Sunday, September 22, 2013

Hambrecht & Reimer, eds.: "CALEB DORSEY BAER: Frederick, Maryland’s Confederate Surgeon"

[Caleb Dorsey Baer: Frederick, Maryland’s Confederate Surgeon edited by F. Terry Hambrecht, M.D. and Terry Reimer (National Museum of Civil War Medicine Press, 2013). Softcover, photos, notes, bibliography, index. 238 pp. ISBN:978-0-9712233-7-0 $17.95]

Doctor Caleb Dorsey Baer, a native Marylander and 1848 graduate of Jefferson Medical College, moved to Dover, Missouri with his young wife sometime between 1852-55. In Lafayette County, Baer did double duty as Justice of the Peace and practicing physician. When a clash with the federal government seemed imminent, he joined the Missouri State Guard, a move unpopular with his Unionist family back east. With the commencement of hostilities, Baer was appointed regimental surgeon with two different commands and he also helped administer a military hospital in Carthage.  When the pro-secessionist Missouri state military apparatus was scaled down, Baer joined the Confederate army. He was Staff Surgeon attached to the 9th Battalion Missouri (Pindall's) Sharpshooters, regimental surgeon with the 9th Missouri Infantry of Mosby Monroe Parsons's brigade, and later occupied a string of other divisional and brigade level postings until disease took his life on August 30, 1863.

Like many Civil War diarists, Dr. Baer frequently comments on matters far outside his own sphere of duties. While he certainly does in many places mention his medical department responsibilities and health problems, Baer devotes greater space to military events, personalities, and places encountered while on the march. He writes some informative passages about the Battle of Wilson's Creek and the Lexington siege, but his discussions of the battles of Carthage, Helena (Ark.), and Dry Wood Creek should draw special attention. Baer's accounts of his medical role at Carthage (and accompanying hand drawn maps of the locations of his field dressing stations) and Helena add a new dimension to the source information available for those battles, while his description of the Dry Wood Creek fight is more detailed than those found in most published histories. Some of the most extensive and vividly written passages [the one relating his observations of the crossing of the Boston Mountains was particularly memorable] document a long journey, accompanied by General Parsons, to Memphis. However, upon arrival, Baer seemed almost to have been forgotten by his superiors and no explanation of the mission's original purpose is offered.  The whole episode is rather indicative of chaotic organization of the Confederacy's Trans-Mississippi war effort, especially early on.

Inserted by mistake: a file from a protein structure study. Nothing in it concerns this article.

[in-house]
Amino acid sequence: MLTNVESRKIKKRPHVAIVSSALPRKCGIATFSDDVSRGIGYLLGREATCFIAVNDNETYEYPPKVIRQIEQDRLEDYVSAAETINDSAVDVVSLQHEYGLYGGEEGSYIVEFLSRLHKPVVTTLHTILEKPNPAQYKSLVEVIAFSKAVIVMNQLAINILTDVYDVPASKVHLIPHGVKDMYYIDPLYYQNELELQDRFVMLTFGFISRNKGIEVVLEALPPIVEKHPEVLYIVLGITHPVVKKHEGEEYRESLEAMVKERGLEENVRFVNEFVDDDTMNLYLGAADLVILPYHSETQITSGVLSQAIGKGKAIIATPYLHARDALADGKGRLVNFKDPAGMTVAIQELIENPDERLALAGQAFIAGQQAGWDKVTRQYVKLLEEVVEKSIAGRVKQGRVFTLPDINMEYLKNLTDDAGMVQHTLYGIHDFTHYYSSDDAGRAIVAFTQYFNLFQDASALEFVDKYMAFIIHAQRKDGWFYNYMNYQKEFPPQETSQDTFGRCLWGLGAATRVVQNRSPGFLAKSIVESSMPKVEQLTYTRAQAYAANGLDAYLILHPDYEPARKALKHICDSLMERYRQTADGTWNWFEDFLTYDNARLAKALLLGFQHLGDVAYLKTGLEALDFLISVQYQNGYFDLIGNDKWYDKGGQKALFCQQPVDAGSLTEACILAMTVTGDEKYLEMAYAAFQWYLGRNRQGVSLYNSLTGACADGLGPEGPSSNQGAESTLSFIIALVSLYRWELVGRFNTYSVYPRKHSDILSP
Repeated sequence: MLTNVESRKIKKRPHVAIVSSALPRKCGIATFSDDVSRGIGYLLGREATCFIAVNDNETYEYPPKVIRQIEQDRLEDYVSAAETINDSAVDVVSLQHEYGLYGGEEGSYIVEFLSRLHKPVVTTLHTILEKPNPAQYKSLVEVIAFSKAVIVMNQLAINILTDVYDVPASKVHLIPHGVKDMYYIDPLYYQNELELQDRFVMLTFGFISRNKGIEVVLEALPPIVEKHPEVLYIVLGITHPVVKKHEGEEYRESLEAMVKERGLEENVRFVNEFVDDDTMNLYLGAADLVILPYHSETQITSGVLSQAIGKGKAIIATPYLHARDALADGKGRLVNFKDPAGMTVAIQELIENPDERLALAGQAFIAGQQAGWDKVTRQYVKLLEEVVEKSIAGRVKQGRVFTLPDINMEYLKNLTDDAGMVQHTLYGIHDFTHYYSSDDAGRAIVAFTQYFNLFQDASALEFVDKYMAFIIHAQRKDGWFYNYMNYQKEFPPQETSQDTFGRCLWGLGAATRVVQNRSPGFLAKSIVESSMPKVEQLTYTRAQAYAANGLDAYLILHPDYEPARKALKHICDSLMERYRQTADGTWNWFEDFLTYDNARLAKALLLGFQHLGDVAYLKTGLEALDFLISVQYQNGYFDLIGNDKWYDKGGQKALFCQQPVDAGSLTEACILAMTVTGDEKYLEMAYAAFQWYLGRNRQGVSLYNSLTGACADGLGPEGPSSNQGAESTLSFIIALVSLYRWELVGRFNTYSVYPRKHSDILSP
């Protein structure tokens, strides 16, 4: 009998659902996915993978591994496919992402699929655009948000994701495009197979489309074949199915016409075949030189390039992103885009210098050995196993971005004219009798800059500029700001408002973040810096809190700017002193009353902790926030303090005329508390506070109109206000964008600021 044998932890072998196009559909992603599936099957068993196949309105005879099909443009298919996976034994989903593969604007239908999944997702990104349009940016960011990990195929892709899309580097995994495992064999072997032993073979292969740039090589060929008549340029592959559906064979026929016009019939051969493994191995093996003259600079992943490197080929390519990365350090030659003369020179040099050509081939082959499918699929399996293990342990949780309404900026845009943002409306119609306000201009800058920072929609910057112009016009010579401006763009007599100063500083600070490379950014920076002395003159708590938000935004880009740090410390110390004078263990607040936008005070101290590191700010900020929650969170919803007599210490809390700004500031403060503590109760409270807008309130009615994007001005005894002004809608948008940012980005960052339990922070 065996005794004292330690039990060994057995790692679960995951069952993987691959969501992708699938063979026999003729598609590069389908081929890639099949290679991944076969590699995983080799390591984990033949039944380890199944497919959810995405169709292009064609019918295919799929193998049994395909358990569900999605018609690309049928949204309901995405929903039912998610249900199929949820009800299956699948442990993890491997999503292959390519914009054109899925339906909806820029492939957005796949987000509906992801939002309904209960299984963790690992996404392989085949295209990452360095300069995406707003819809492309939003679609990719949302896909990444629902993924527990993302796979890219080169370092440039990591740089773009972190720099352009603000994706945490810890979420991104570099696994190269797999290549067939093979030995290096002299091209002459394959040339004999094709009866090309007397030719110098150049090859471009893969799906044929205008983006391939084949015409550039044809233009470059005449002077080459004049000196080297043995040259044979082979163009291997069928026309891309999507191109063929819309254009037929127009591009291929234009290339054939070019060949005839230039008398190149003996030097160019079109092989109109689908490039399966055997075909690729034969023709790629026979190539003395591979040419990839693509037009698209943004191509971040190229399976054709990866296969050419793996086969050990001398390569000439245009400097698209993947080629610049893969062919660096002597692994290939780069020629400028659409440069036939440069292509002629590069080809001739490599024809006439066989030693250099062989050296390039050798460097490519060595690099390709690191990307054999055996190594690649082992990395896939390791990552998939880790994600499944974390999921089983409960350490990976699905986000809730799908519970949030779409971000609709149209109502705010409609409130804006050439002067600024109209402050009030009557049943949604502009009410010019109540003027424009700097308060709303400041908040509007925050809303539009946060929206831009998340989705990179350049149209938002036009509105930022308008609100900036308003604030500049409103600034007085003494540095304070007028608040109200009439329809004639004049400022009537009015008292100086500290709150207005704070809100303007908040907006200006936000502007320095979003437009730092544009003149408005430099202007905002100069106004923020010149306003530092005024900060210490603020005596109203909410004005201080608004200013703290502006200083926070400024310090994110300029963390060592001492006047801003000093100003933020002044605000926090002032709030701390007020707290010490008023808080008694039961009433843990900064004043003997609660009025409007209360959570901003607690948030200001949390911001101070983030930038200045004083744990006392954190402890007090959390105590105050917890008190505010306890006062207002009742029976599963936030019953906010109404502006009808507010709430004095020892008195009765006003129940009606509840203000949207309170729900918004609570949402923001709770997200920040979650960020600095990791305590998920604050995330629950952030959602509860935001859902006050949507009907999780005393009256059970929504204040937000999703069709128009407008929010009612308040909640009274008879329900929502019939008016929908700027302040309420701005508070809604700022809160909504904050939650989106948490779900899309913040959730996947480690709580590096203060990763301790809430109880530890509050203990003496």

Baer's written opinions expose many of the provincial qualities that marred relations between Trans-Mississippi allies. He expresses nothing but contempt for Confederate General Benjamin McCulloch (a sentiment returned in spades by the Texan, who never reserved a kind word for Missouri state forces) and high praise for MSG commander Sterling Price. Baer also has little positive to say about Arkansas forces, who fought side by side with Missouri state forces on several occasions, accusing them of not possessing the same spirit and fighting qualities of their friends to the north. He also has a low opinion of the patriotism of Memphis's civilian population, believing them to elevate crass money concerns above all thoughts of the welfare of the Confederacy. In one of his rare moments of directing venom toward a fellow Missourian, the doctor labels General John S. Marmaduke a coward, intimating that it was a widely shared opinion*.

The original Baer diary, with its many missing pages and drawings (all of which are noted in the book), was in rough physical shape as well before been stabilized and preserved by the archive specialists at the National Museum of Civil War Medicine. For this publication, editors F. Terry Hambrecht and Terry Reimer have transcribed the source writing as closely as possible, with spelling corrections in brackets, and have reproduced good scans of the two surviving map sketches. Rather than scholarly annotation, the footnotes mainly consist of providing the full names of those mentioned only by last name in the text. Sidebar micro-biographies and event descriptions are also scattered about.

The Baer diary's informative qualities largely outstrip those of the average published Civil War primary source, making Caleb Dorsey Baer: Frederick, Maryland’s Confederate Surgeon an important new tool for those researching Confederate Arkansas and Missouri [though one wishes the title, which strongly implies eastern theater related subject matter, better represented the geographical focus of the content]. Additionally, the publication of Missouri State Guard material of any kind is very rare, and this book constitutes a notable contribution to that body of literature. Highly recommended.

* - Marmaduke had many faults as a general, but this is the first reference to actual cowardice that I've encountered anywhere, leading me to speculate its source to be some sort of personal animus.

[ Thanks to Jim Schmidt from Civil War Medicine for bringing this book to my attention. His own views on it can be found here ]

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